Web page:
The cavernous sinus is composed of a large collection of thin walled veins on both sides of the sella, closely abutting to the optic chiasm and optic nerves . In the cavernous sinus, neurovascular structures including ICA, oculomotor nerve, trochlear nerve, and abducens nerve are often invaded by parasellar meningioma, causing neurological deficits [23, 24]. Considering that the vast majority of parasellar meningioma are classified as WHO grade I, total resection of tumor can cure this extra-axial tumor. However, the complex structures within or adjacent to cavernous sinus make resection of parasellar meningioma challenging even with the advancement of microsurgical techniques over the last two decades. According to the published articles, the incidence of nerve dysfunction after microsurgery ranged from 17.9 to 74%, [5, 6, 25,26,27] and the recurrence rate of patients who underwent surgery as primary treatment ranged from 6.7 to 24.5% [25, 28]. In addition to surgery, stereotactic radiosurgery (SRS) is another option for the management of parasellar meningioma. Stereotactic radiosurgery has the advantages of precise dose administration and good preservation of peritumoral neurovascular structures [29, 30]. Over the years, an increasing number of studies have demonstrated the efficacy and safety of SRS for the treatment of parasellar meningioma. Importantly, in a meta-analysis including 17 series, Sughrue et al.  found that tumor recurrence of patients who underwent SRS alone was significantly lower than that of patients who underwent subtotal or total resection of tumor. Besides, they also found that the rate of postsurgical cranial neuropathy for patients who received surgery (59.6%; 95% CI, 7.4–16.1) was significantly higher than the rate of cranial neuropathy found in patients who underwent SRS alone (25.7%; 95% CI, 11.5–38.9%; P < 0.05). As a consequence, it seems that SRS is a superior treatment modality for parasellar meningioma than surgery regarding tumor control and post-treatment complications. In order to gain a better understanding of the management of parasellar meningioma, we conducted the present study to determine whether surgery prior to SRS would affect the change of preexisting symptoms and tumor control.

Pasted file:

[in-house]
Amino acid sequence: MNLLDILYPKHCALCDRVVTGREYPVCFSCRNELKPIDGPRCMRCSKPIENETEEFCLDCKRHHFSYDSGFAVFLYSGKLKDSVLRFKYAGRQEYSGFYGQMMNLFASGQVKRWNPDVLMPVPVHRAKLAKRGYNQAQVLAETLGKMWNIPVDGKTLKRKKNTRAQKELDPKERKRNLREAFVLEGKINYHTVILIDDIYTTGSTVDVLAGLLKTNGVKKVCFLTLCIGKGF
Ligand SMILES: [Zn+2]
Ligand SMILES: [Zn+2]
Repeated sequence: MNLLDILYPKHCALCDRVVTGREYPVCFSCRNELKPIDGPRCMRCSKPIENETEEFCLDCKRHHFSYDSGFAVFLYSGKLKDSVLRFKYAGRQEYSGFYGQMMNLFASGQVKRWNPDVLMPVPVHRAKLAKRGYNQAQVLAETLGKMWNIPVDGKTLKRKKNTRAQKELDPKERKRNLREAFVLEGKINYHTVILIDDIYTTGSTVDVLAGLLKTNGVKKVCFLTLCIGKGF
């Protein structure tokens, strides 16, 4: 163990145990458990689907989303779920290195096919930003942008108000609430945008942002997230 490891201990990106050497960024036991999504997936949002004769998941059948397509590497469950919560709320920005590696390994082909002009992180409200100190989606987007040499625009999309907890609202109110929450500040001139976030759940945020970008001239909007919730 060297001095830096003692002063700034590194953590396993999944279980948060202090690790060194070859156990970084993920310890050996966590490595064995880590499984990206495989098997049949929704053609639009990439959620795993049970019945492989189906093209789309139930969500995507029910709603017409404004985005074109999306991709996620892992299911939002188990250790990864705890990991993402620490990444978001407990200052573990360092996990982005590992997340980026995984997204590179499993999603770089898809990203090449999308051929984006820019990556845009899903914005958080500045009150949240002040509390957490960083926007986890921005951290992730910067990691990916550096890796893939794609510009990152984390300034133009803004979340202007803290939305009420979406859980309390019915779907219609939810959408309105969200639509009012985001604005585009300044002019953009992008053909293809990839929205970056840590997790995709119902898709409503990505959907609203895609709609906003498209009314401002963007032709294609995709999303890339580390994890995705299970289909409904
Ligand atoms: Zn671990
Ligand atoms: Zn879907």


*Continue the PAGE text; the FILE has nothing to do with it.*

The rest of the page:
Symptom change is an important outcome in the clinical studies investigating parasellar meningioma because the vast majority of parasellar meningioma are WHO grade I and symptomatic. In the present study, symptom improvement was observed in 51 patients out of the 83 patients who presented with neurological symptoms before GKRS. Specifically, improvement rates of preexisting neurological symptoms of patients with or without previous surgery were 47.6 and 75.6%, respectively. The statistical analysis displayed that the difference of improvement rates of symptoms or signs between the two groups was significant (P = 0.009). Moreover, Cox proportionated-hazards analysis identified surgery prior to GKRS as a predictor for unfavorable outcome of symptoms. This result is consistent with other studies. Kano et al.  reported in their study that patients who had not undergone prior microsurgery had significantly higher improvement rates of preexisting cranial nerve symptoms (P = 0.01). They also reported that patients without prior microsurgery had a significantly higher likelihood of improvement of cranial nerve symptoms by Cox proportionated-hazards analysis (P = 0.001, HR, 3.06, 95% CI, 1.66–5.62). Furthermore, a systematic review including 49 articles by Lee et al.  also found that patients who had not undergone prior microsurgery had higher improvement rate of preexisting cranial nerve symptoms or signs (P = 0.001). Although this has been reported in previously articles, we additionally found that the whole outcomes of preexisting neurological symptoms were better in patients without prior surgery. However, this may be a “double-hit” phenomenon. We speculated that the preexisting symptoms may persist or deteriorate due to the injury during craniotomy. On the contrary, patients who underwent GKRS alone were more likely to experience improvement in symptoms or signs since these clinical presentations are attributable to tumor compression and cranial nerves involved do not suffer the potential injury by surgery. Once the tumor regresses, the symptoms or sign may be alleviated and even resolved. However, although improvement of symptom may be impaired by prior surgery, surgery plays an essential role in debulking or partially resecting large tumor (tumor diameter > 3 cm). Surgery can also provide the opportunity of GKRS for patients with parasellar meningioma.